Comece, England and Wales, Austria and Luxembourg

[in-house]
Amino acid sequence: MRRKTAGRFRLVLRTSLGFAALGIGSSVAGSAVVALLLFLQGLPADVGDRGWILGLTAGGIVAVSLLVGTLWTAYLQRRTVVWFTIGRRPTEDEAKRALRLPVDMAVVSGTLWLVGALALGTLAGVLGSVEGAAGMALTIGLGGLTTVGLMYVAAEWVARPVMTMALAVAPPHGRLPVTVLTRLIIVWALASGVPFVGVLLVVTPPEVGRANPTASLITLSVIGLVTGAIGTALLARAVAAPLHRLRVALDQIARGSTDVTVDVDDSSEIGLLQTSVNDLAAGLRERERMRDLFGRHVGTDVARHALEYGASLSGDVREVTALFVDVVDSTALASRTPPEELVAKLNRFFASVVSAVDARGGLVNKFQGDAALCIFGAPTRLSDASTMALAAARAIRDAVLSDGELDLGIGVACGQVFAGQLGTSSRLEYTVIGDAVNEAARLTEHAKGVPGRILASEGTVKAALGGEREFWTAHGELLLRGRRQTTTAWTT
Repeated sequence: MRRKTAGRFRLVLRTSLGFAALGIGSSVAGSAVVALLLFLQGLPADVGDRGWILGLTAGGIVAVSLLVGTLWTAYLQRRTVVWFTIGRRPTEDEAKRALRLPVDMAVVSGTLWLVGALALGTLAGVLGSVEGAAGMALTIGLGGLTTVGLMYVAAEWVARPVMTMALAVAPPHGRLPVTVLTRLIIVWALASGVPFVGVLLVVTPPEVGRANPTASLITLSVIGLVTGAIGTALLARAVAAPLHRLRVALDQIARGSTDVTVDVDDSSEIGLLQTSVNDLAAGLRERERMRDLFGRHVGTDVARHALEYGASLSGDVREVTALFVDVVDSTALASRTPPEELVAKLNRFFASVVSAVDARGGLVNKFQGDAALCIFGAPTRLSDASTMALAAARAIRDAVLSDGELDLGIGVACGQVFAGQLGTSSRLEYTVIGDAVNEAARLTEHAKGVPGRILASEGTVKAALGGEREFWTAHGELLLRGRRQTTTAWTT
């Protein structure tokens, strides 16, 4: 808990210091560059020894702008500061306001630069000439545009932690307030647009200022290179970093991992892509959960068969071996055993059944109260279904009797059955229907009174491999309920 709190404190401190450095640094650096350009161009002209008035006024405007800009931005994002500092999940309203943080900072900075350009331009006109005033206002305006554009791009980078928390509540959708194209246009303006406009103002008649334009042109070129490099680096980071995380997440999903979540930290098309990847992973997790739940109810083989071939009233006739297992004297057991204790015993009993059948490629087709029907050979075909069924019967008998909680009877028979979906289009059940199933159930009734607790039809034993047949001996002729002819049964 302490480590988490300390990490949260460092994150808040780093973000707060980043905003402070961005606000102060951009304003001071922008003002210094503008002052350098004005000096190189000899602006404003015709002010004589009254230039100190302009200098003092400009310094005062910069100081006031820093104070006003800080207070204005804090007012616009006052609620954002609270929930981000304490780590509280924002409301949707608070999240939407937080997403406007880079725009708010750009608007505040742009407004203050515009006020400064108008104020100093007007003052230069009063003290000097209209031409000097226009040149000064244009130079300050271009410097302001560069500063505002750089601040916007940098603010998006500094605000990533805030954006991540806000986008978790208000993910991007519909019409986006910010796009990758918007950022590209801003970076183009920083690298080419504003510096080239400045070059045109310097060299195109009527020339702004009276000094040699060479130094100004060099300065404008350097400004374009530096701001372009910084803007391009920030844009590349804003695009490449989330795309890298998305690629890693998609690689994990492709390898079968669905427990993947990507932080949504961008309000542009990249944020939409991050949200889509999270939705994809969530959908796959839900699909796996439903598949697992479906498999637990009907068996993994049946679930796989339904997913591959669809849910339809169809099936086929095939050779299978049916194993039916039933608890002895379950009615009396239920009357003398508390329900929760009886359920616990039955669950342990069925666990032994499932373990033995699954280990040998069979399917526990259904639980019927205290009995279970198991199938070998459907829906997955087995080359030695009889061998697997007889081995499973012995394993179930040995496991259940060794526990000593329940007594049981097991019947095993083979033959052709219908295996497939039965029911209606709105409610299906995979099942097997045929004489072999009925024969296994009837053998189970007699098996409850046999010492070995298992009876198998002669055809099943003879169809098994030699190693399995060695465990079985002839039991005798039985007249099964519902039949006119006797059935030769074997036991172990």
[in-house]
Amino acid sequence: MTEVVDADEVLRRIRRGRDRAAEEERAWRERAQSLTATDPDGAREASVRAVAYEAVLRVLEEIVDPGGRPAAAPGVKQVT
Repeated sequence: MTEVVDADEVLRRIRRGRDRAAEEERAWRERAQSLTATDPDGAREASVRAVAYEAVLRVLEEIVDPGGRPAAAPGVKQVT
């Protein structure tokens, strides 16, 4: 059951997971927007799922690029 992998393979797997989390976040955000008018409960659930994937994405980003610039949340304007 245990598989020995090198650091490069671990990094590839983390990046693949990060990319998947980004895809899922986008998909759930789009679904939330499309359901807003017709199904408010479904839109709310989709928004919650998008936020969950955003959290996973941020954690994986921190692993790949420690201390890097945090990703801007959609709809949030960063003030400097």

Comece: Europeinfos, alarm on anti-Semitism “An old spectre is haunting Europe: anti-Semitism”. The alarm comes from the bishops of the Commission of the Bishops’ Conference of the European Community (COMECE) in May’s editorial of Europeinfos, available online. The presence of other religions in Europe characterizes the latest issue also with contributions that delve into the questions on whether “interreligious dialogue can help combat radicalism”, or whether Islam will be able to choose to be “European Islam” in dialogue with Western culture, or “Islam in Europe” tout court. The reflections on environmental issues go on ahead of the end-of-year summit in Paris, with an interesting overview of the initiatives of Catholic organizations to address climate change. Europeinfos also features an op-ed by the regional superior of the Jesuits in Ukraine, David Nazar, who explains the meaning of the presence of the Catholic Church in the “revolution of dignity” on Maidan in Kiev last winter. England and Wales: How to live the Year of Mercy The Bishops’ Conference of England and Wales welcomes the Holy Year of Mercy announced by Pope Francis with a statement suggesting how to celebrate it in the best way. Suggestions include: to set up a Holy Door outside the London cathedral of Westminster, mother church of English Catholicism and some shrines chosen for this purpose: pilgrimages as steps of a journey of conversion and special celebrations. On March 4-5 next year, it will be possible to do confession and adoration of the Most Holy Sacrament. The statement invites the faithful to “show a special attention for priests, who show us the merciful face of the Father, administering the sacraments to the persons entrusted to them”, and to “explore, in a creative way, how to reach out to other people, notably the needy, through merciful deeds”. For the bishops of England and Wales the Year of Mercy is also a “fruitful way of dialogue with other Christians, other religions and non-believers” and a way to “show tenderness towards the world that God has created”. Austria: the book of chants and prayer in braille The new book of prayers and chants of the Austrian Church, the “Gotteslob” (Praise to God), will be used also by the blind and visually impaired. The edition in Braille print for the blind is planned for publication along with the digitally re-mastered version that will be compatible with electronic notebooks used by the blind. Blindenapostolat, the Austrian Apostolate for the blind, is in charge of the entire project and the investments. Gotteslob will soon be available also in print – A4 format – with extra-large typeface for the visually impaired. Blindenapostolat has also announced that a woman will chair the association for the first time in the Austrian Church: sixty-year-old Henriette Etzenberger, a former primary school teacher. Blindenapostolat is a social and pastoral association providing assistance on diocesan and federal grounds, whose only purpose is the formation of the laity in religious services for the blind, the visually impaired, and deaf-blind people, with dedicated liturgical events and aids to parishes and institutions for social work. Luxembourg: the grand duchy, the Church and migrants “Today 46% of residents doesn’t have Luxembourgish nationality”, but “all these people are part of our society, of its life, richness, beauty and diversity”. In the past days the Archbishop of Luxembourg Jean-Claude Hollerich released a letter to the faithful titled “together, responsible for the future of our Country and our society”, that draws inspiration from the above-mentioned figures. “Without our migrants Luxembourg couldn’t live nor survive”, wrote the archbishop, whose main concern is that this population bracket “isn’t truly integrated into the political life of the Grand Duchy”. On the background the referendum of June 7, and the question of whether to give non-Luxembourgish residents the possibility of voting in the national elections, registering in the local constituencies. For the archbishop “other initiatives need to be developed to ensure that these residents acknowledge their social and political responsibilities”. “A Country should not exclude from its political realm those who daily contribute to its economic, social, cultural and religious life”. The bishops thus invited the faithful to inform themselves ahead of the vote.

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